Disclaimer: If you are strongly opposed to the killing of animals for the purpose of food or may be turned off to discussion about spiritual or religious traditions that include offering animals to the spirits/divinities, read no further. This article is sure to enrage you at worst and irritate you at best.
Now let’s get down to business. As a starting point, I’ll present a quote from William Kent Krueger’s latest book in a series about a law enforcement officer in a town in the Minnesota wilds named Corcoran (Cork) who’s part Native American. He has a close connection with a local shaman named Sam who taught him to “hunt in the old way”:
“The next fall, he and Sam hunted white-tail deer. It was challenging in a way that rifle hunting with his father had never been. To kill a deer required that he be almost close enough to hear it breathing. It was a shockingly intimate experience, and after he’d brought down his first buck, he understood why it was necessary for his own spirit that he sing to the spirit of the animal he’d killed, that he explain the violence and promise the beautiful creature that his body would feed The People and they would be grateful.” —Trickster’s Point (p. 60, Atria Books, New York, 2012)
Most people who eat meat of any sort or fish rarely think about the animal or creature it once was. They may say a prayer at mealtime, but that’s usually about giving thanks for the food.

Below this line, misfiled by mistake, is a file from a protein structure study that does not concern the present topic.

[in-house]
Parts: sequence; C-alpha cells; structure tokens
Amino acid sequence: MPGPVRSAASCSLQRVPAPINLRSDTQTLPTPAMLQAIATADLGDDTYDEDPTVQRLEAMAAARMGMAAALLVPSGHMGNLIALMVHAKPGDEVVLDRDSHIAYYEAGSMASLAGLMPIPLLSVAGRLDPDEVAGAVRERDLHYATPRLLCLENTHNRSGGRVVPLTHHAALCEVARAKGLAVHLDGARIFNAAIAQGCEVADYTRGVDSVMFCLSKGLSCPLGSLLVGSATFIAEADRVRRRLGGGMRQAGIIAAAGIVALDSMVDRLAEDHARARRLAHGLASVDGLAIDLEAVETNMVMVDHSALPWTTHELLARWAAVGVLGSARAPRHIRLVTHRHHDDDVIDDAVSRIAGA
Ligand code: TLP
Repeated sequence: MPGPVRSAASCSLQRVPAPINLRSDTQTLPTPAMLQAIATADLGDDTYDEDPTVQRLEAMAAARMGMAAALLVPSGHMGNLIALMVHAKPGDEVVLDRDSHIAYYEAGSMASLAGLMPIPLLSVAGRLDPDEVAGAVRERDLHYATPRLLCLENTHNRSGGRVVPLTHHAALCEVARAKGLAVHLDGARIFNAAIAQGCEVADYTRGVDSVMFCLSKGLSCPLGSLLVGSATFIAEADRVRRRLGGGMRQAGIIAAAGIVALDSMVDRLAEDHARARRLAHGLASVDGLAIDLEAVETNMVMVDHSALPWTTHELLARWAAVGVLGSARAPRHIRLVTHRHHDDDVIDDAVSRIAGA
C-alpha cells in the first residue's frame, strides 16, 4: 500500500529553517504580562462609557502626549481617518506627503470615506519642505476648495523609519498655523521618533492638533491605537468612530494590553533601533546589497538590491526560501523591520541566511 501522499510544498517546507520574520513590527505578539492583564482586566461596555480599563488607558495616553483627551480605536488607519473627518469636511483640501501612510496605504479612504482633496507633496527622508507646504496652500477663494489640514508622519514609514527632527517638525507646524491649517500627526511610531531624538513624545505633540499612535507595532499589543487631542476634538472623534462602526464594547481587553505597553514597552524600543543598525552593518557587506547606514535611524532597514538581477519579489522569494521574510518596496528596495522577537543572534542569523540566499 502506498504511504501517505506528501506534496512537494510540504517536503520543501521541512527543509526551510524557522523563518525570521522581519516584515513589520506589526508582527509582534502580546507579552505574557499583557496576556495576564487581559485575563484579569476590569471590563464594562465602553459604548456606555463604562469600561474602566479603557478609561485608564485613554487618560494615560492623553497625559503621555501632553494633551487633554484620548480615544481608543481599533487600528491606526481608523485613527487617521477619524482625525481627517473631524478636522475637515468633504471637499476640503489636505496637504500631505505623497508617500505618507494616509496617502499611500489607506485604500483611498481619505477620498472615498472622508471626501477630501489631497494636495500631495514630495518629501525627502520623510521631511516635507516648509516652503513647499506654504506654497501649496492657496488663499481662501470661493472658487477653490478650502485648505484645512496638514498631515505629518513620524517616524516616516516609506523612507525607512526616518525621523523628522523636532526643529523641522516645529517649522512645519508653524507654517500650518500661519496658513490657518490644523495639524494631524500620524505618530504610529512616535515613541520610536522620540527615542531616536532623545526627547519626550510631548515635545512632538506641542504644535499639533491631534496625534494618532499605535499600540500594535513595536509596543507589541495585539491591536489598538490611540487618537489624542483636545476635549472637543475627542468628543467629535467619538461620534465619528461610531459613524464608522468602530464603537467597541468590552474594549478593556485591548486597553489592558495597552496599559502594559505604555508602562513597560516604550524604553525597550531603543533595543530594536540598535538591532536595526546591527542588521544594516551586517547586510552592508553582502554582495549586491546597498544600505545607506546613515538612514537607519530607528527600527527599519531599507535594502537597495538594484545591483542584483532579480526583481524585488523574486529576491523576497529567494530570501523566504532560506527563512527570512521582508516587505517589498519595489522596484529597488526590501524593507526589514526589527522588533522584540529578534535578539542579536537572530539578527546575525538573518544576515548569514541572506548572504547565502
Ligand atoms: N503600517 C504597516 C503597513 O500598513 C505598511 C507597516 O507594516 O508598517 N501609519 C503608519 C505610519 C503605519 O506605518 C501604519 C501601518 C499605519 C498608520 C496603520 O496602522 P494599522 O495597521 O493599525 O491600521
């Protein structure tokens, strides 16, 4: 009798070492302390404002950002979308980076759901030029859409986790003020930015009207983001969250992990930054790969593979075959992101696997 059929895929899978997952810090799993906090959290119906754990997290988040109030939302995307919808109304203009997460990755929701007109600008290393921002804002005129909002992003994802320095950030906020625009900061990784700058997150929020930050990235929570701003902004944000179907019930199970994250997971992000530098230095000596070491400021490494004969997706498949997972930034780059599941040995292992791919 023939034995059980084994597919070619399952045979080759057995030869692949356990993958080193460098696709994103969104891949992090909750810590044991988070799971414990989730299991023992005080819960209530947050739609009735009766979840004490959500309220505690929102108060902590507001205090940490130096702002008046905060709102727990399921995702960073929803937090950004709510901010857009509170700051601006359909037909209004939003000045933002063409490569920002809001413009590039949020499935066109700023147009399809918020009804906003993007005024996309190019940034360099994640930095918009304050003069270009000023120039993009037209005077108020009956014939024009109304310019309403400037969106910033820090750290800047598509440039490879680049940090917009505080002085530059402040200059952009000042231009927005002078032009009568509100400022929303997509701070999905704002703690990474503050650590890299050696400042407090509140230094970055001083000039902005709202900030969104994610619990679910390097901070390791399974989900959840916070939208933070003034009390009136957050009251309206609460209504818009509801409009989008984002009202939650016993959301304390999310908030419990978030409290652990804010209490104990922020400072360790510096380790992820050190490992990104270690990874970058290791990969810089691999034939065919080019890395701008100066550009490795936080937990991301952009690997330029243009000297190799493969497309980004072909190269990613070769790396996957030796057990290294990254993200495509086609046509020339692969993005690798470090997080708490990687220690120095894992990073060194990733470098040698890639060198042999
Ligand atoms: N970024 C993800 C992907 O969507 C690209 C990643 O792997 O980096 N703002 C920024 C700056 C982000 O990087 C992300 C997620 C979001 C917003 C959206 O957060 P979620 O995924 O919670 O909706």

Part of the Native American tradition includes offering animals to the spirits. It is also part of the Yoruba tradition; deities are “fed” on a regular basis. It does not always involve a blood sacrifice, but sometimes it does. The premise is that what Orisa and Egun want, they get.
I can identify with Cork’s awareness of the true meaning of the killing. I wasn’t always so closely connected to similar sacrifices in my own Yoruba faith, though I never had a problem with it. For me, it was always about doing what I was expected to do.
That changed for me when my 5-month-old Irish setter puppy was hit by a speeding van up the road from my house. In truth, he saved my life (and in that way, he was an offering). He was still alive, and the men who hit him were responsible enough to drive me to the vet in town. Holding him in my arms on the way there, connecting to a spirit that was in so much pain, and knowing it very easily could have been me who was being rushed to medical care touched me in a way that still brings tears to my eyes. In those moments, he and I were one. He didn’t survive, and I grieved the loss of him long afterward.
Since that time, whenever I am called upon to offer a live creature to Orisa or the ancestors, part of the process is to make sure I am fully present and to thank the animal for offering his life on my behalf. In this way, I am always deeply moved by the sacrificial act—and grateful.
In this season of Easter, it may help to think of the crucifixion of Jesus as a human offering (which was more common in those days). Perhaps Jesus’ death was required in the same way other religions make their offerings. We can be grateful to him even if we are not Catholic (or Christian) because when one sentient being is offered, us who survive are the beneficiaries of that sacrifice.
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